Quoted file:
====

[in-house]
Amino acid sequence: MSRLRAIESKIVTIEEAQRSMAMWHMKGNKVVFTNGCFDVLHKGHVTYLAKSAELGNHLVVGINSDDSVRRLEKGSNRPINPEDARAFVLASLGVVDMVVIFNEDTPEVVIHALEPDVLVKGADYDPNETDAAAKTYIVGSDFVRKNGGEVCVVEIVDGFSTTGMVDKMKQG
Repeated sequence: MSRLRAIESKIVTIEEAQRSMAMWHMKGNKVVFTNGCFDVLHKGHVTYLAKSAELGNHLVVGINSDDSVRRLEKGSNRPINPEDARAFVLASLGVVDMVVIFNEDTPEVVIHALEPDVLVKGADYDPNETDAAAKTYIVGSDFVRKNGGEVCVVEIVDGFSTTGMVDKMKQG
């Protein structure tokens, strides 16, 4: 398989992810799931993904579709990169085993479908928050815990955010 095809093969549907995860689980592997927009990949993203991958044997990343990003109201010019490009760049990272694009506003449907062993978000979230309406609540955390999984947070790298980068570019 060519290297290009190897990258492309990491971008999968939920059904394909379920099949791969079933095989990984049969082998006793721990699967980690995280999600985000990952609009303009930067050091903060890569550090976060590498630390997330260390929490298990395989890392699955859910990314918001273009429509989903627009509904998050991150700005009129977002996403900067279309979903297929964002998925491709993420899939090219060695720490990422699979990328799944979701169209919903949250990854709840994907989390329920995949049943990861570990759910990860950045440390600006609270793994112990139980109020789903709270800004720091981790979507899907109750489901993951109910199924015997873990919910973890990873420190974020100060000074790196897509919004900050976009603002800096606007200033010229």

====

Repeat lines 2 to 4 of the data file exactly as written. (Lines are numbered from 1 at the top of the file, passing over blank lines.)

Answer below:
Amino acid sequence: MSRLRAIESKIVTIEEAQRSMAMWHMKGNKVVFTNGCFDVLHKGHVTYLAKSAELGNHLVVGINSDDSVRRLEKGSNRPINPEDARAFVLASLGVVDMVVIFNEDTPEVVIHALEPDVLVKGADYDPNETDAAAKTYIVGSDFVRKNGGEVCVVEIVDGFSTTGMVDKMKQG
Repeated sequence: MSRLRAIESKIVTIEEAQRSMAMWHMKGNKVVFTNGCFDVLHKGHVTYLAKSAELGNHLVVGINSDDSVRRLEKGSNRPINPEDARAFVLASLGVVDMVVIFNEDTPEVVIHALEPDVLVKGADYDPNETDAAAKTYIVGSDFVRKNGGEVCVVEIVDGFSTTGMVDKMKQG
């Protein structure tokens, strides 16, 4: 398989992810799931993904579709990169085993479908928050815990955010 095809093969549907995860689980592997927009990949993203991958044997990343990003109201010019490009760049990272694009506003449907062993978000979230309406609540955390999984947070790298980068570019 060519290297290009190897990258492309990491971008999968939920059904394909379920099949791969079933095989990984049969082998006793721990699967980690995280999600985000990952609009303009930067050091903060890569550090976060590498630390997330260390929490298990395989890392699955859910990314918001273009429509989903627009509904998050991150700005009129977002996403900067279309979903297929964002998925491709993420899939090219060695720490990422699979990328799944979701169209919903949250990854709840994907989390329920995949049943990861570990759910990860950045440390600006609270793994112990139980109020789903709270800004720091981790979507899907109750489901993951109910199924015997873990919910973890990873420190974020100060000074790196897509919004900050976009603002800096606007200033010229």